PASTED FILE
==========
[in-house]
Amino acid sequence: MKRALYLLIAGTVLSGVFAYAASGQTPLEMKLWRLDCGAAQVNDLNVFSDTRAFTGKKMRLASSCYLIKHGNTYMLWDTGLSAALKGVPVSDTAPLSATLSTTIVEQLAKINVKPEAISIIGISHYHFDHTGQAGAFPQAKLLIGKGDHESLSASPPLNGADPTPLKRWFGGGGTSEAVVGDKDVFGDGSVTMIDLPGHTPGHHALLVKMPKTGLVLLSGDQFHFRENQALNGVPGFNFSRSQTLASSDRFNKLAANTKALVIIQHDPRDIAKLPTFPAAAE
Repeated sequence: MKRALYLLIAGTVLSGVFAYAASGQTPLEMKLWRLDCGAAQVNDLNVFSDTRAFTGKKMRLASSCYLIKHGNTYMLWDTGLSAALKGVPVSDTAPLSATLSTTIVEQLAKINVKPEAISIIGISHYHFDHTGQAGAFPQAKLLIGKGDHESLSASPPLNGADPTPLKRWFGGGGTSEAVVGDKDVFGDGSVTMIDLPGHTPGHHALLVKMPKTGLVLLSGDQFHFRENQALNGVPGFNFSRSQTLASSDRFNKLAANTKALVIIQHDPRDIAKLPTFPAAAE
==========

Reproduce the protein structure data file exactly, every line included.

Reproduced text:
[in-house]
Amino acid sequence: MKRALYLLIAGTVLSGVFAYAASGQTPLEMKLWRLDCGAAQVNDLNVFSDTRAFTGKKMRLASSCYLIKHGNTYMLWDTGLSAALKGVPVSDTAPLSATLSTTIVEQLAKINVKPEAISIIGISHYHFDHTGQAGAFPQAKLLIGKGDHESLSASPPLNGADPTPLKRWFGGGGTSEAVVGDKDVFGDGSVTMIDLPGHTPGHHALLVKMPKTGLVLLSGDQFHFRENQALNGVPGFNFSRSQTLASSDRFNKLAANTKALVIIQHDPRDIAKLPTFPAAAE
Repeated sequence: MKRALYLLIAGTVLSGVFAYAASGQTPLEMKLWRLDCGAAQVNDLNVFSDTRAFTGKKMRLASSCYLIKHGNTYMLWDTGLSAALKGVPVSDTAPLSATLSTTIVEQLAKINVKPEAISIIGISHYHFDHTGQAGAFPQAKLLIGKGDHESLSASPPLNGADPTPLKRWFGGGGTSEAVVGDKDVFGDGSVTMIDLPGHTPGHHALLVKMPKTGLVLLSGDQFHFRENQALNGVPGFNFSRSQTLASSDRFNKLAANTKALVIIQHDPRDIAKLPTFPAAAE